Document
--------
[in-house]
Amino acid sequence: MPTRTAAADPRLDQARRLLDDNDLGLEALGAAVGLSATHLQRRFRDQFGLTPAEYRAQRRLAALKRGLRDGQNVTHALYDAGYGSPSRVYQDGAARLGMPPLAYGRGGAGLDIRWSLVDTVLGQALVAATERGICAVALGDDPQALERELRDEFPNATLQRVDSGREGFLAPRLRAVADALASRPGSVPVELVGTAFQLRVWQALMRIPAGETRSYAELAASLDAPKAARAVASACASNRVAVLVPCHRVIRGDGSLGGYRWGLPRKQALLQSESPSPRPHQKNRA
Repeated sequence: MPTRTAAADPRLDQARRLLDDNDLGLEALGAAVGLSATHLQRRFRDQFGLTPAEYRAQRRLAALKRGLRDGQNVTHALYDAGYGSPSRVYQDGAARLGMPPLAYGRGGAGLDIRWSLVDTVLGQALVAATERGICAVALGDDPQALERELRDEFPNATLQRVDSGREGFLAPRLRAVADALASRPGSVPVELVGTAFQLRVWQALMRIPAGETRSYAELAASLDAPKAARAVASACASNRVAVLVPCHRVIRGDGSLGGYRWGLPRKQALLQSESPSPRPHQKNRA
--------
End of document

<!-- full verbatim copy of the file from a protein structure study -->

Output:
[in-house]
Amino acid sequence: MPTRTAAADPRLDQARRLLDDNDLGLEALGAAVGLSATHLQRRFRDQFGLTPAEYRAQRRLAALKRGLRDGQNVTHALYDAGYGSPSRVYQDGAARLGMPPLAYGRGGAGLDIRWSLVDTVLGQALVAATERGICAVALGDDPQALERELRDEFPNATLQRVDSGREGFLAPRLRAVADALASRPGSVPVELVGTAFQLRVWQALMRIPAGETRSYAELAASLDAPKAARAVASACASNRVAVLVPCHRVIRGDGSLGGYRWGLPRKQALLQSESPSPRPHQKNRA
Repeated sequence: MPTRTAAADPRLDQARRLLDDNDLGLEALGAAVGLSATHLQRRFRDQFGLTPAEYRAQRRLAALKRGLRDGQNVTHALYDAGYGSPSRVYQDGAARLGMPPLAYGRGGAGLDIRWSLVDTVLGQALVAATERGICAVALGDDPQALERELRDEFPNATLQRVDSGREGFLAPRLRAVADALASRPGSVPVELVGTAFQLRVWQALMRIPAGETRSYAELAASLDAPKAARAVASACASNRVAVLVPCHRVIRGDGSLGGYRWGLPRKQALLQSESPSPRPHQKNRA